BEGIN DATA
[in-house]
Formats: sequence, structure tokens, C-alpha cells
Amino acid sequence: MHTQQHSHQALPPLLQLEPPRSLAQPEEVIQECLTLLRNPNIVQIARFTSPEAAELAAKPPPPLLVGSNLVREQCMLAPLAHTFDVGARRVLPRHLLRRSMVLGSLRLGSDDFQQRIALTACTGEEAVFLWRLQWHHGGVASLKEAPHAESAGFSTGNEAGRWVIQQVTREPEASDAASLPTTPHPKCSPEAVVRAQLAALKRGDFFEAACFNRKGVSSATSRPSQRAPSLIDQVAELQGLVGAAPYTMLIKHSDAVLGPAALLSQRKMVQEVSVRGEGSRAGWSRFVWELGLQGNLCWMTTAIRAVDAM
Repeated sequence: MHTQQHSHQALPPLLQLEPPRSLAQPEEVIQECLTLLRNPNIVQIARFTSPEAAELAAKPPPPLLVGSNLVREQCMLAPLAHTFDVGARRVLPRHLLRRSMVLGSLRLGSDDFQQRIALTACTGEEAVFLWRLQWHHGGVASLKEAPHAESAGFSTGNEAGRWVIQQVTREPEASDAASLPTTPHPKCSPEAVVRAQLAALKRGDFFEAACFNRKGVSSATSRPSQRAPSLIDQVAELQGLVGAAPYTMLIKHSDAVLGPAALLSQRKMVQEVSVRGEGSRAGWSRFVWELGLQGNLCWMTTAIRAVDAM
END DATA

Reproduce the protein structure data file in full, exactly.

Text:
[in-house]
Formats: sequence, structure tokens, C-alpha cells
Amino acid sequence: MHTQQHSHQALPPLLQLEPPRSLAQPEEVIQECLTLLRNPNIVQIARFTSPEAAELAAKPPPPLLVGSNLVREQCMLAPLAHTFDVGARRVLPRHLLRRSMVLGSLRLGSDDFQQRIALTACTGEEAVFLWRLQWHHGGVASLKEAPHAESAGFSTGNEAGRWVIQQVTREPEASDAASLPTTPHPKCSPEAVVRAQLAALKRGDFFEAACFNRKGVSSATSRPSQRAPSLIDQVAELQGLVGAAPYTMLIKHSDAVLGPAALLSQRKMVQEVSVRGEGSRAGWSRFVWELGLQGNLCWMTTAIRAVDAM
Repeated sequence: MHTQQHSHQALPPLLQLEPPRSLAQPEEVIQECLTLLRNPNIVQIARFTSPEAAELAAKPPPPLLVGSNLVREQCMLAPLAHTFDVGARRVLPRHLLRRSMVLGSLRLGSDDFQQRIALTACTGEEAVFLWRLQWHHGGVASLKEAPHAESAGFSTGNEAGRWVIQQVTREPEASDAASLPTTPHPKCSPEAVVRAQLAALKRGDFFEAACFNRKGVSSATSRPSQRAPSLIDQVAELQGLVGAAPYTMLIKHSDAVLGPAALLSQRKMVQEVSVRGEGSRAGWSRFVWELGLQGNLCWMTTAIRAVDAM